Learning astrophysics on YouTube

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Learning astrophysics on YouTube

The author is a national news editor and an editorial writer of the JoongAng Ilbo.

“I learn astrophysics on YouTube.” On Nov. 25, I gave a lecture on the fourth industrial revolution for the newly appointed judges at the Judicial Research and Training Institute, and I asked the future judges whether they knew what “singularity” meant. It refers to the point when artificial intelligence supersedes human capability, a concept from physics. The center of a black hole where curvature and density of time and space become infinite is called singularity.

While it is a difficult idea that people who did not major in physics would not know, one judge explained it accurately. When I asked if he was a science major or reads physics books, he said no. Instead, he is interested in space and likes to watch YouTube. Others also said they learn various knowledge on YouTube. A judge who worked at a law firm before being appointed said he often looked up precedents on YouTube.

YouTube is now a school. You can learn how to cook and how to change a car battery. Lately, it is expanding to knowledge beyond simple information. A science high school student in Seoul learns quantum physics on YouTube on the weekends. He said he can watch lectures by Nobel Prize winners he doesn’t have access to at school.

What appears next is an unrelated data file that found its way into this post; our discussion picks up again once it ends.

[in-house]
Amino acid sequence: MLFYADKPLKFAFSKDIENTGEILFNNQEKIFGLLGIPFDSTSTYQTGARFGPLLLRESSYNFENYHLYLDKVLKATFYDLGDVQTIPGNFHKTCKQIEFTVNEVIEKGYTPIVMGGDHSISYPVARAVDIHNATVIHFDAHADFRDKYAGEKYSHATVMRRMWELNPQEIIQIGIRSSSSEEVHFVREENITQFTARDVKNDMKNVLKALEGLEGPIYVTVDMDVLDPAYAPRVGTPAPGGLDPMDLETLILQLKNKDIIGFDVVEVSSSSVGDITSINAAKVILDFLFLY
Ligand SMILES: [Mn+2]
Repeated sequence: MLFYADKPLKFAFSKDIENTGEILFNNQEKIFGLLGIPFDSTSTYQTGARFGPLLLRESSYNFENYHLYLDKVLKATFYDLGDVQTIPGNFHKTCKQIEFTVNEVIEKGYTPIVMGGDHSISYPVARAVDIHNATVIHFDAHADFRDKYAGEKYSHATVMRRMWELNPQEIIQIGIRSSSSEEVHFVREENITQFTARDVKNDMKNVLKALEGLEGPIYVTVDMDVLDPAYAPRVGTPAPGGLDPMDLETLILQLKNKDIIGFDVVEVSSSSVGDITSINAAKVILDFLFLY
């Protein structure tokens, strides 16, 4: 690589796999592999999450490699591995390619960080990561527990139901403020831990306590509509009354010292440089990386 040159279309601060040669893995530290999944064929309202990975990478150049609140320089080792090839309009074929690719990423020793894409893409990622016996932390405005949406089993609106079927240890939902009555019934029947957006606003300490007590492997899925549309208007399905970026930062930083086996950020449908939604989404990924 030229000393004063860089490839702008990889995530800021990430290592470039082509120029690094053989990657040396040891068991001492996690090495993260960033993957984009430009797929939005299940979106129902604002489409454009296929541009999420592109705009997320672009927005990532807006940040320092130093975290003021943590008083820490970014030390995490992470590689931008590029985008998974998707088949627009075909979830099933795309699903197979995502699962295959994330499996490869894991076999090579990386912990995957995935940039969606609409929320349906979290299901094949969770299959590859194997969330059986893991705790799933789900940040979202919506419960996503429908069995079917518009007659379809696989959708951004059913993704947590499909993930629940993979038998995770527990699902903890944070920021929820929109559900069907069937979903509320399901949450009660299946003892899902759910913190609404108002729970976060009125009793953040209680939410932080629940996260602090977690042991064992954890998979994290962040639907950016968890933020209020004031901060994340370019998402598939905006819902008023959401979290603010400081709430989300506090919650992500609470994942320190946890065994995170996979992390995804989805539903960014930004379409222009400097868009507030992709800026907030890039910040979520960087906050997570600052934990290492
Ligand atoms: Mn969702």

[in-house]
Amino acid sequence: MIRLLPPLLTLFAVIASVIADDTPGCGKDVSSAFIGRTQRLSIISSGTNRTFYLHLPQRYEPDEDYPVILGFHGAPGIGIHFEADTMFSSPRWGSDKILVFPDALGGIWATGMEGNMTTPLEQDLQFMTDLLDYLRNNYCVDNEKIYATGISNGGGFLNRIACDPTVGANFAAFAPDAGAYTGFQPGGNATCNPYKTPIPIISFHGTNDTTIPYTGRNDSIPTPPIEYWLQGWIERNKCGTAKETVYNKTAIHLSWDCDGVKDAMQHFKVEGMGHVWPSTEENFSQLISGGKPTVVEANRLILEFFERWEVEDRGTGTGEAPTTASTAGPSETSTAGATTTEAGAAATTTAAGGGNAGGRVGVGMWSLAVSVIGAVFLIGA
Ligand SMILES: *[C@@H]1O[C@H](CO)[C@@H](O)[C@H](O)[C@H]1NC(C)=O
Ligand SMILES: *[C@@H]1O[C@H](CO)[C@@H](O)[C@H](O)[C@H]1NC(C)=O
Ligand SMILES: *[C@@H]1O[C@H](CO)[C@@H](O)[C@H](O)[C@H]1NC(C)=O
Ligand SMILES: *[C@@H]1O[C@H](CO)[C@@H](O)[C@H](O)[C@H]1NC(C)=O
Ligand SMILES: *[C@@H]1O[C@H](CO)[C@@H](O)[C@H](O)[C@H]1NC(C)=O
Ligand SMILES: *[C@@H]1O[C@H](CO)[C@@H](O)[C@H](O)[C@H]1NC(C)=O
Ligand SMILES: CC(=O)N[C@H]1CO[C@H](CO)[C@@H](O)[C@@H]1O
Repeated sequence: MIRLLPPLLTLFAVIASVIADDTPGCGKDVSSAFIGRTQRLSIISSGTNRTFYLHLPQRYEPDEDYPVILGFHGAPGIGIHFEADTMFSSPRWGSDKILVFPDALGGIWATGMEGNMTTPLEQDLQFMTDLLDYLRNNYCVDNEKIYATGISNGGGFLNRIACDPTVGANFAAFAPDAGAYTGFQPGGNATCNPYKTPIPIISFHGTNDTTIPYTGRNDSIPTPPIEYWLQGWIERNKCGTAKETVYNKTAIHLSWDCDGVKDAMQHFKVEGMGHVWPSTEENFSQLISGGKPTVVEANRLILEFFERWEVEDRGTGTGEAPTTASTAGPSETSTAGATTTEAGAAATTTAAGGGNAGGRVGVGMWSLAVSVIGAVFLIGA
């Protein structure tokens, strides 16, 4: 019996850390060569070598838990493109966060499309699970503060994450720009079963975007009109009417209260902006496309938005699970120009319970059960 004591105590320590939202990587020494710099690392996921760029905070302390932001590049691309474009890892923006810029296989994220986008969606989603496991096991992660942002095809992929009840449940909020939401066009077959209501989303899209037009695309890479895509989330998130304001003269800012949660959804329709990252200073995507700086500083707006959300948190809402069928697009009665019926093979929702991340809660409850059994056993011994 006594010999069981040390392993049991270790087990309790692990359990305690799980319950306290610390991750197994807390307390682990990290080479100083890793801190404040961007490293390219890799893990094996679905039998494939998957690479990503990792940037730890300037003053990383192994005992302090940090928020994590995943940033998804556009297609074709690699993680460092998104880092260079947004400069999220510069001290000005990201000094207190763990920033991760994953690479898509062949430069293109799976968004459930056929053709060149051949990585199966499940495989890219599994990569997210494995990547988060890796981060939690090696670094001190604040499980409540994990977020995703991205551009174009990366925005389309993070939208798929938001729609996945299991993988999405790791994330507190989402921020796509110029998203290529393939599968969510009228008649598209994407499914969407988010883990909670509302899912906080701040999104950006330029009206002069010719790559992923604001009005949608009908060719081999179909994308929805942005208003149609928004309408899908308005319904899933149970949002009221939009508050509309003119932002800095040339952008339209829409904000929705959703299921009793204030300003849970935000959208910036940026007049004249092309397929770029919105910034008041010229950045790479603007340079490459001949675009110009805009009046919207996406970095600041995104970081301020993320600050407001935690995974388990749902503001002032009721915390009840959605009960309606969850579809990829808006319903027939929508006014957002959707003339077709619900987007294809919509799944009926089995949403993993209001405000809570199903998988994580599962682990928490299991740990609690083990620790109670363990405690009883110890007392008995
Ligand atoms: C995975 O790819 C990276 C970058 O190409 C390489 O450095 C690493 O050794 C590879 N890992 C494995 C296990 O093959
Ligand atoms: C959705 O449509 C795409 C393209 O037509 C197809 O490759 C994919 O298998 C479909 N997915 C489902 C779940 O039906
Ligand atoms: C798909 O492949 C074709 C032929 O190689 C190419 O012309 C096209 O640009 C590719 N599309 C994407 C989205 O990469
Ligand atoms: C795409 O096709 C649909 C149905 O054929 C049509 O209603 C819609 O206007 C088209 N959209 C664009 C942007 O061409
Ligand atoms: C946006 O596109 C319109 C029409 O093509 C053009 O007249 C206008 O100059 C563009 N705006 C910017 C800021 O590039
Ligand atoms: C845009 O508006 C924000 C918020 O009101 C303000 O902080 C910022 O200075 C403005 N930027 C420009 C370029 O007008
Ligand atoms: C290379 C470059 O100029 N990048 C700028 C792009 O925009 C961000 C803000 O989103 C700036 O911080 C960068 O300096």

Futurist Thomas Frey said that half of universities will disappear by 2030. People go to college for diplomas, but a diploma’s influence is diminishing. As MOOCs — massive open online courses — are rapidly spreading, you don’t need to go to class if you are only listening to the lecture. We only need one professor who is the best at teaching for economics 101. The same goes for basic classes on law and chemistry.
Now, what should professors do? Stanford University’s Chief Technology Office Paul Kim says professors should engage in coaching, not teaching. The role of teachers and professors in the future is to provide insight and perspective for students to explore knowledge and build problem-solving skills on their own.

To change the cramming method of education that makes students write the right answer even when the problem is wrong, teachers and professors must change first. They should be more sensitive to changes in technology and social environment. Classes should focus on discussion-centered creative learning. No professor should use an outdated syllabus out of mannerism.

Until the 20th century, education was supply-oriented. As admission resources were overflowing, there was a shortage of instructors. But now, the needs of students — the users — come first. The University of Bologna, the oldest university in the world founded in the 11th century, weeds out incompetent professors and obsolete majors after consultation with students. If a university is not as good as YouTube in the 21st century, what should we do with it?

JoongAng Ilbo, Dec. 23, Page 30
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